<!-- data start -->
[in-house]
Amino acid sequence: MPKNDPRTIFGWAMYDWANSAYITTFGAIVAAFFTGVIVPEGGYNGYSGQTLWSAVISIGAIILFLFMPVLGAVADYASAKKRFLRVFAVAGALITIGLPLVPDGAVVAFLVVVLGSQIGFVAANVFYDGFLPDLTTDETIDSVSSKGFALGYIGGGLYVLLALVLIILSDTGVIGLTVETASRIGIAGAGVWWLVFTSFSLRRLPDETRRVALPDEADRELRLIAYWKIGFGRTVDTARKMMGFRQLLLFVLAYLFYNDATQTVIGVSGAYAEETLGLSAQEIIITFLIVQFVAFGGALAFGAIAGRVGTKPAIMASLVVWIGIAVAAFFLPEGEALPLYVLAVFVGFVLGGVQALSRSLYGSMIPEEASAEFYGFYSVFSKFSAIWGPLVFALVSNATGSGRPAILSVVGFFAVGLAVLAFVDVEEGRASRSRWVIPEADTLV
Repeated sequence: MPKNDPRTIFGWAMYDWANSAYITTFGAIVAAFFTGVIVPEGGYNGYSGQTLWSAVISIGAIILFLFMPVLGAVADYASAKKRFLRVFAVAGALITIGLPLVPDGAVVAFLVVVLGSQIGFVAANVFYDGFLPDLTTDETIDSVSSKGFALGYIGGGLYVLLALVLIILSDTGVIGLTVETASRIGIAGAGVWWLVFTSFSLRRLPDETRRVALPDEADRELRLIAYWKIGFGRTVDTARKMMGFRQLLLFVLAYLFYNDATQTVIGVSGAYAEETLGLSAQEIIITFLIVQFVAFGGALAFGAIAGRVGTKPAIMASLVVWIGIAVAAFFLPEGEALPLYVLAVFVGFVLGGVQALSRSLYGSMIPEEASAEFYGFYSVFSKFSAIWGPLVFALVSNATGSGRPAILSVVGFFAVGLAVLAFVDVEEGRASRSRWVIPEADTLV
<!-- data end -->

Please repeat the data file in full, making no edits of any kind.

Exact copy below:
[in-house]
Amino acid sequence: MPKNDPRTIFGWAMYDWANSAYITTFGAIVAAFFTGVIVPEGGYNGYSGQTLWSAVISIGAIILFLFMPVLGAVADYASAKKRFLRVFAVAGALITIGLPLVPDGAVVAFLVVVLGSQIGFVAANVFYDGFLPDLTTDETIDSVSSKGFALGYIGGGLYVLLALVLIILSDTGVIGLTVETASRIGIAGAGVWWLVFTSFSLRRLPDETRRVALPDEADRELRLIAYWKIGFGRTVDTARKMMGFRQLLLFVLAYLFYNDATQTVIGVSGAYAEETLGLSAQEIIITFLIVQFVAFGGALAFGAIAGRVGTKPAIMASLVVWIGIAVAAFFLPEGEALPLYVLAVFVGFVLGGVQALSRSLYGSMIPEEASAEFYGFYSVFSKFSAIWGPLVFALVSNATGSGRPAILSVVGFFAVGLAVLAFVDVEEGRASRSRWVIPEADTLV
Repeated sequence: MPKNDPRTIFGWAMYDWANSAYITTFGAIVAAFFTGVIVPEGGYNGYSGQTLWSAVISIGAIILFLFMPVLGAVADYASAKKRFLRVFAVAGALITIGLPLVPDGAVVAFLVVVLGSQIGFVAANVFYDGFLPDLTTDETIDSVSSKGFALGYIGGGLYVLLALVLIILSDTGVIGLTVETASRIGIAGAGVWWLVFTSFSLRRLPDETRRVALPDEADRELRLIAYWKIGFGRTVDTARKMMGFRQLLLFVLAYLFYNDATQTVIGVSGAYAEETLGLSAQEIIITFLIVQFVAFGGALAFGAIAGRVGTKPAIMASLVVWIGIAVAAFFLPEGEALPLYVLAVFVGFVLGGVQALSRSLYGSMIPEEASAEFYGFYSVFSKFSAIWGPLVFALVSNATGSGRPAILSVVGFFAVGLAVLAFVDVEEGRASRSRWVIPEADTLV